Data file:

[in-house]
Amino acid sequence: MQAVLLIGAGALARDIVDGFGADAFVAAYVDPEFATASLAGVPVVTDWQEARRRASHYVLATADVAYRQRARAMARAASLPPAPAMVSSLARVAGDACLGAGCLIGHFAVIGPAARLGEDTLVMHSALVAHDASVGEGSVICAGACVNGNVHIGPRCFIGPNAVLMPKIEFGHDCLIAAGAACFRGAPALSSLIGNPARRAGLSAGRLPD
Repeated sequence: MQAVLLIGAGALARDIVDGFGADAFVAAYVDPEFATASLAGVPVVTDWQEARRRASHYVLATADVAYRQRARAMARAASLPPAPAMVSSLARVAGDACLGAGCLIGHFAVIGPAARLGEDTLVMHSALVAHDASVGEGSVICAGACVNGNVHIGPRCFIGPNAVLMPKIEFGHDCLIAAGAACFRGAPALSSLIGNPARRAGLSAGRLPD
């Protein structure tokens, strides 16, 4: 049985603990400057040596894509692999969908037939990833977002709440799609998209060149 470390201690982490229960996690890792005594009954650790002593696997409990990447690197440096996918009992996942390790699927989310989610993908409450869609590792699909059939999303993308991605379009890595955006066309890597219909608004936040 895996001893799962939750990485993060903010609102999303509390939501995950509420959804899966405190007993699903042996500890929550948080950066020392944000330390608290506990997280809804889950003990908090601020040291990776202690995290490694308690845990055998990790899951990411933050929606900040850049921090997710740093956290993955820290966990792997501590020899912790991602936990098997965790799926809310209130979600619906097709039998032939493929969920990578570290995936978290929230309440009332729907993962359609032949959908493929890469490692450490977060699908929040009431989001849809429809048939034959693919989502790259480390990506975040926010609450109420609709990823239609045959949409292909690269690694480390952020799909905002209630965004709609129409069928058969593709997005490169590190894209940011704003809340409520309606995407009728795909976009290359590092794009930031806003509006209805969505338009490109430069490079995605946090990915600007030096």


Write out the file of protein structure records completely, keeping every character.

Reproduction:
[in-house]
Amino acid sequence: MQAVLLIGAGALARDIVDGFGADAFVAAYVDPEFATASLAGVPVVTDWQEARRRASHYVLATADVAYRQRARAMARAASLPPAPAMVSSLARVAGDACLGAGCLIGHFAVIGPAARLGEDTLVMHSALVAHDASVGEGSVICAGACVNGNVHIGPRCFIGPNAVLMPKIEFGHDCLIAAGAACFRGAPALSSLIGNPARRAGLSAGRLPD
Repeated sequence: MQAVLLIGAGALARDIVDGFGADAFVAAYVDPEFATASLAGVPVVTDWQEARRRASHYVLATADVAYRQRARAMARAASLPPAPAMVSSLARVAGDACLGAGCLIGHFAVIGPAARLGEDTLVMHSALVAHDASVGEGSVICAGACVNGNVHIGPRCFIGPNAVLMPKIEFGHDCLIAAGAACFRGAPALSSLIGNPARRAGLSAGRLPD
């Protein structure tokens, strides 16, 4: 049985603990400057040596894509692999969908037939990833977002709440799609998209060149 470390201690982490229960996690890792005594009954650790002593696997409990990447690197440096996918009992996942390790699927989310989610993908409450869609590792699909059939999303993308991605379009890595955006066309890597219909608004936040 895996001893799962939750990485993060903010609102999303509390939501995950509420959804899966405190007993699903042996500890929550948080950066020392944000330390608290506990997280809804889950003990908090601020040291990776202690995290490694308690845990055998990790899951990411933050929606900040850049921090997710740093956290993955820290966990792997501590020899912790991602936990098997965790799926809310209130979600619906097709039998032939493929969920990578570290995936978290929230309440009332729907993962359609032949959908493929890469490692450490977060699908929040009431989001849809429809048939034959693919989502790259480390990506975040926010609450109420609709990823239609045959949409292909690269690694480390952020799909905002209630965004709609129409069928058969593709997005490169590190894209940011704003809340409520309606995407009728795909976009290359590092794009930031806003509006209805969505338009490109430069490079995605946090990915600007030096």